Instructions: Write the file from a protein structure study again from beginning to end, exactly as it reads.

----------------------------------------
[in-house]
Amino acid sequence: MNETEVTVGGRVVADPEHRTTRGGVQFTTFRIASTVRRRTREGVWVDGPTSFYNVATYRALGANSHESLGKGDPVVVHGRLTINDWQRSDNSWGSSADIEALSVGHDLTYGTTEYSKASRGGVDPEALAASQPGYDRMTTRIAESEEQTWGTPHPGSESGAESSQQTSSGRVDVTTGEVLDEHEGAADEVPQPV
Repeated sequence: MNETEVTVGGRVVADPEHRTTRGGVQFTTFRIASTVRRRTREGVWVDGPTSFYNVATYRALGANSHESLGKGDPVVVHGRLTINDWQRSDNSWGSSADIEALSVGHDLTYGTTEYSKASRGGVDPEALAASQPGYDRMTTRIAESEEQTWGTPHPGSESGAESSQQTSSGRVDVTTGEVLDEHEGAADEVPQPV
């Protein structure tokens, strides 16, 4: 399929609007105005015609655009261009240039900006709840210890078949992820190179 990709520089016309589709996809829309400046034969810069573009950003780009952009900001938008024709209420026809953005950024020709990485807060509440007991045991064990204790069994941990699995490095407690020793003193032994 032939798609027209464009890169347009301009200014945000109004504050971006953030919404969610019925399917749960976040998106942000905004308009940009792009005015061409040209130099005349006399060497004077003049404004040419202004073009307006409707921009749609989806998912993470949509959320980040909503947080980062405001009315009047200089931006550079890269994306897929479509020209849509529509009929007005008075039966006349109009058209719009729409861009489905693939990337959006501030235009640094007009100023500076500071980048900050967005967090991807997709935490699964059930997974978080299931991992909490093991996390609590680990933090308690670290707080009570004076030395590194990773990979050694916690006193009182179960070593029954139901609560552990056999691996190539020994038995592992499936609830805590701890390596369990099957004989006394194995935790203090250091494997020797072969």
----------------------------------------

[in-house]
Amino acid sequence: MNETEVTVGGRVVADPEHRTTRGGVQFTTFRIASTVRRRTREGVWVDGPTSFYNVATYRALGANSHESLGKGDPVVVHGRLTINDWQRSDNSWGSSADIEALSVGHDLTYGTTEYSKASRGGVDPEALAASQPGYDRMTTRIAESEEQTWGTPHPGSESGAESSQQTSSGRVDVTTGEVLDEHEGAADEVPQPV
Repeated sequence: MNETEVTVGGRVVADPEHRTTRGGVQFTTFRIASTVRRRTREGVWVDGPTSFYNVATYRALGANSHESLGKGDPVVVHGRLTINDWQRSDNSWGSSADIEALSVGHDLTYGTTEYSKASRGGVDPEALAASQPGYDRMTTRIAESEEQTWGTPHPGSESGAESSQQTSSGRVDVTTGEVLDEHEGAADEVPQPV
């Protein structure tokens, strides 16, 4: 399929609007105005015609655009261009240039900006709840210890078949992820190179 990709520089016309589709996809829309400046034969810069573009950003780009952009900001938008024709209420026809953005950024020709990485807060509440007991045991064990204790069994941990699995490095407690020793003193032994 032939798609027209464009890169347009301009200014945000109004504050971006953030919404969610019925399917749960976040998106942000905004308009940009792009005015061409040209130099005349006399060497004077003049404004040419202004073009307006409707921009749609989806998912993470949509959320980040909503947080980062405001009315009047200089931006550079890269994306897929479509020209849509529509009929007005008075039966006349109009058209719009729409861009489905693939990337959006501030235009640094007009100023500076500071980048900050967005967090991807997709935490699964059930997974978080299931991992909490093991996390609590680990933090308690670290707080009570004076030395590194990773990979050694916690006193009182179960070593029954139901609560552990056999691996190539020994038995592992499936609830805590701890390596369990099957004989006394194995935790203090250091494997020797072969």